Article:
We at the Center for a Stateless Society stand in solidarity with you, the Turkish protestors in your struggle that began with resistance to a particular instance of government cronyism but has widened into a revolt against police-state tactics, religious intolerance, and corporate privilege generally. Thank you for heroic and inspiring efforts!
The Center for a Stateless Society stands for left-wing market anarchism: anarchism, because we favor the establishment of a peaceful, free and orderly society without any state; market, because we defend market mechanisms as desirable and equitable means of non-state social coordination; left-wing, because we see the implementation of these ideals as crucial to combating subordination, exclusion, and deprivation, and giving ordinary people power over their own lives.
We know that many of you see a more secular and liberal constitutional republic as your final goal. We invite you to consider a society without a state as a more appropriate goal. After all, any state, by its nature as a coercive territorial monopoly, always acts, to greater or lesser extent, to impose its own vision by force on peaceful unconsenting people. Your recent and ongoing protests demonstrate the power and the beauty of human relationships that are voluntary rather than coercive, horizontal rather than hierarchical. Why not let those be a model for the society you seek?
Instead of police, have only security guards or neighborhood watch groups, responsible to their local communities.
Instead of statutory law, have only contracts and arbitration.
Instead of state monopolies to provide services, let many enterprises and voluntary associations of all kinds openly compete.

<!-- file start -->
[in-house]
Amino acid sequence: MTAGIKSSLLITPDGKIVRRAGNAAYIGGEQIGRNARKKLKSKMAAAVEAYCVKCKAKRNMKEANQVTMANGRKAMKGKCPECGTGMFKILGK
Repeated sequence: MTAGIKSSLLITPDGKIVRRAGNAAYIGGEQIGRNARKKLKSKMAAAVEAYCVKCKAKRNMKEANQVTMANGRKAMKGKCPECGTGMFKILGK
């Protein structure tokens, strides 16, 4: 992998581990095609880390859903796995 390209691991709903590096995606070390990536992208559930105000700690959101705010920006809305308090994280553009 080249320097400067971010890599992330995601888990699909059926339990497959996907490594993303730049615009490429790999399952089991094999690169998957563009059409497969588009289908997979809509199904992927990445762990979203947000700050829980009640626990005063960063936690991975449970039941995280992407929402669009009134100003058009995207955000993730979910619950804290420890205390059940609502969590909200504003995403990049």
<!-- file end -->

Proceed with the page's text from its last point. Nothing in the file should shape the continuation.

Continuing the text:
Instead of collecting taxes, let each person choose which services they want to pay for and whom to purchase those services from (or perhaps provide such services themselves, either individually or through local cooperatives).
We also know that some of you are anarchists already. But you who are anarchists tend to include not just the state, but private property and market competition, among the evils you combat. This is understandable, given the horrendous effects of policies that generally come wrapped in the free-market label. But we invite you to consider whether what are usually called free-market policies might not actually be violent interventions by the state on behalf of corporate interests terrified of the leveling effects of a genuinely freed market.
A world of only voluntary interaction without statist coercion is possible. The power of any state ultimately rests on the acquiescence of those it rules. Given the knowledge that a better world is possible, your creativity and courage can build it.
We look forward to an ongoing dialogue with you.